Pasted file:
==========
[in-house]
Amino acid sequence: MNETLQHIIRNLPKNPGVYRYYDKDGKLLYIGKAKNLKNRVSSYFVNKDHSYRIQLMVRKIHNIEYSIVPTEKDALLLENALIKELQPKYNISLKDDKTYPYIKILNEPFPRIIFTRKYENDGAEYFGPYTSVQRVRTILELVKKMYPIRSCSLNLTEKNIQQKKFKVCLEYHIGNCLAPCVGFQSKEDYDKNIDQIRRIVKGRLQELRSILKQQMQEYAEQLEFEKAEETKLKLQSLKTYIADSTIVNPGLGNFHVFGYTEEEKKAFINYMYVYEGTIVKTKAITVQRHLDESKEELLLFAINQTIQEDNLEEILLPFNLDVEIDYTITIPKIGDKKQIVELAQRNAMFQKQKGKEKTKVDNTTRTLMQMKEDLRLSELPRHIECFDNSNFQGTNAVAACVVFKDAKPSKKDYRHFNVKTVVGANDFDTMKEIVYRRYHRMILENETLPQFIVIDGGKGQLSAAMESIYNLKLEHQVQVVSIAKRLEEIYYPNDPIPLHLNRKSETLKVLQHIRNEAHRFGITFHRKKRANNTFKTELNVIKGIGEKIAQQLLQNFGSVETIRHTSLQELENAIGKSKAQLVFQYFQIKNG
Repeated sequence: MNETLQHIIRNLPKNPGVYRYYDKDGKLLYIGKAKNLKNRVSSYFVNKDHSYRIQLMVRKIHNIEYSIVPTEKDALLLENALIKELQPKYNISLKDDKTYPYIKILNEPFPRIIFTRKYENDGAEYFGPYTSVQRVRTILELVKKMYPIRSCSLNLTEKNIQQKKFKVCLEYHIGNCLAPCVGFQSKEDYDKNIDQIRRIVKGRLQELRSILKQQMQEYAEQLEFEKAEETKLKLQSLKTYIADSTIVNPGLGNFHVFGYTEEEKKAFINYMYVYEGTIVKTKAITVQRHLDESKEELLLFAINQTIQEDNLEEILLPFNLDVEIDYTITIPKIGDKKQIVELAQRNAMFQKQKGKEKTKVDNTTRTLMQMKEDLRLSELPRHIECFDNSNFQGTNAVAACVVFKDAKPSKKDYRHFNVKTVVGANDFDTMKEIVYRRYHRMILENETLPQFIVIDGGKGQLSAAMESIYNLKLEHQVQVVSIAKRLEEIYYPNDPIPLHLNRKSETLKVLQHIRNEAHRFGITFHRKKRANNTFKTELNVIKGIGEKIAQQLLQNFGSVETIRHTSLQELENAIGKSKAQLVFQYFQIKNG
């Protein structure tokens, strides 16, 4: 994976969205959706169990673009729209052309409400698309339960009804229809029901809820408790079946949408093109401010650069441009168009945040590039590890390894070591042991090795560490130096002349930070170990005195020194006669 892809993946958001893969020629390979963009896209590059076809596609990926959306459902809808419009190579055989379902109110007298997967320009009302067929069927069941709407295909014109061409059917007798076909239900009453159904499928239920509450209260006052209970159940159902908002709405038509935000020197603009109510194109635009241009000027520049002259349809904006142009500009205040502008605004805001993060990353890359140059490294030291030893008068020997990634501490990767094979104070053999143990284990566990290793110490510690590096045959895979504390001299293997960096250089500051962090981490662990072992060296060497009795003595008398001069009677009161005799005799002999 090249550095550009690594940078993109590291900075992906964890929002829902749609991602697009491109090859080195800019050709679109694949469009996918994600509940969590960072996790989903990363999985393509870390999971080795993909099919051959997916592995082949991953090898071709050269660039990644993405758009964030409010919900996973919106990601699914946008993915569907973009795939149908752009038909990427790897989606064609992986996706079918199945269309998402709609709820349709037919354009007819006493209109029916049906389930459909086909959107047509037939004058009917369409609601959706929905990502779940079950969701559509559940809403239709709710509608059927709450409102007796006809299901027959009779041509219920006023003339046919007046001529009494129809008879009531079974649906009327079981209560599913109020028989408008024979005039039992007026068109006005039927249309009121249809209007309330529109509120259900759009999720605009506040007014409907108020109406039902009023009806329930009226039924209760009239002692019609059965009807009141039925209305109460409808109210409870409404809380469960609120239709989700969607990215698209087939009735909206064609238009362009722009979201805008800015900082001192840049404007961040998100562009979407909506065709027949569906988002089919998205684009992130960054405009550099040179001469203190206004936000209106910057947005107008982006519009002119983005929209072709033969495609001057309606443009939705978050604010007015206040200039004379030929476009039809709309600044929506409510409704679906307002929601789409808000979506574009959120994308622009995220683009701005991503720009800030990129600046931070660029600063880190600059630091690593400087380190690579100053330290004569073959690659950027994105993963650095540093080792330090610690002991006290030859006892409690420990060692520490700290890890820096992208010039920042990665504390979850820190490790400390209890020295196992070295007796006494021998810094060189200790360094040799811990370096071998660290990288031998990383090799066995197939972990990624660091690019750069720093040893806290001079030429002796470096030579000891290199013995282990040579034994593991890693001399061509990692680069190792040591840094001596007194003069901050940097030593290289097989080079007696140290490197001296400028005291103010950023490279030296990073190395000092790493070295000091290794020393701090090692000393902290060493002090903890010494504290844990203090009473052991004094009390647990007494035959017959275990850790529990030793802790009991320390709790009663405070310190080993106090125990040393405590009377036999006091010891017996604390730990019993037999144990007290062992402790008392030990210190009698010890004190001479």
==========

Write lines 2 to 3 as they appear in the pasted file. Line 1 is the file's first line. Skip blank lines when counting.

Amino acid sequence: MNETLQHIIRNLPKNPGVYRYYDKDGKLLYIGKAKNLKNRVSSYFVNKDHSYRIQLMVRKIHNIEYSIVPTEKDALLLENALIKELQPKYNISLKDDKTYPYIKILNEPFPRIIFTRKYENDGAEYFGPYTSVQRVRTILELVKKMYPIRSCSLNLTEKNIQQKKFKVCLEYHIGNCLAPCVGFQSKEDYDKNIDQIRRIVKGRLQELRSILKQQMQEYAEQLEFEKAEETKLKLQSLKTYIADSTIVNPGLGNFHVFGYTEEEKKAFINYMYVYEGTIVKTKAITVQRHLDESKEELLLFAINQTIQEDNLEEILLPFNLDVEIDYTITIPKIGDKKQIVELAQRNAMFQKQKGKEKTKVDNTTRTLMQMKEDLRLSELPRHIECFDNSNFQGTNAVAACVVFKDAKPSKKDYRHFNVKTVVGANDFDTMKEIVYRRYHRMILENETLPQFIVIDGGKGQLSAAMESIYNLKLEHQVQVVSIAKRLEEIYYPNDPIPLHLNRKSETLKVLQHIRNEAHRFGITFHRKKRANNTFKTELNVIKGIGEKIAQQLLQNFGSVETIRHTSLQELENAIGKSKAQLVFQYFQIKNG
Repeated sequence: MNETLQHIIRNLPKNPGVYRYYDKDGKLLYIGKAKNLKNRVSSYFVNKDHSYRIQLMVRKIHNIEYSIVPTEKDALLLENALIKELQPKYNISLKDDKTYPYIKILNEPFPRIIFTRKYENDGAEYFGPYTSVQRVRTILELVKKMYPIRSCSLNLTEKNIQQKKFKVCLEYHIGNCLAPCVGFQSKEDYDKNIDQIRRIVKGRLQELRSILKQQMQEYAEQLEFEKAEETKLKLQSLKTYIADSTIVNPGLGNFHVFGYTEEEKKAFINYMYVYEGTIVKTKAITVQRHLDESKEELLLFAINQTIQEDNLEEILLPFNLDVEIDYTITIPKIGDKKQIVELAQRNAMFQKQKGKEKTKVDNTTRTLMQMKEDLRLSELPRHIECFDNSNFQGTNAVAACVVFKDAKPSKKDYRHFNVKTVVGANDFDTMKEIVYRRYHRMILENETLPQFIVIDGGKGQLSAAMESIYNLKLEHQVQVVSIAKRLEEIYYPNDPIPLHLNRKSETLKVLQHIRNEAHRFGITFHRKKRANNTFKTELNVIKGIGEKIAQQLLQNFGSVETIRHTSLQELENAIGKSKAQLVFQYFQIKNG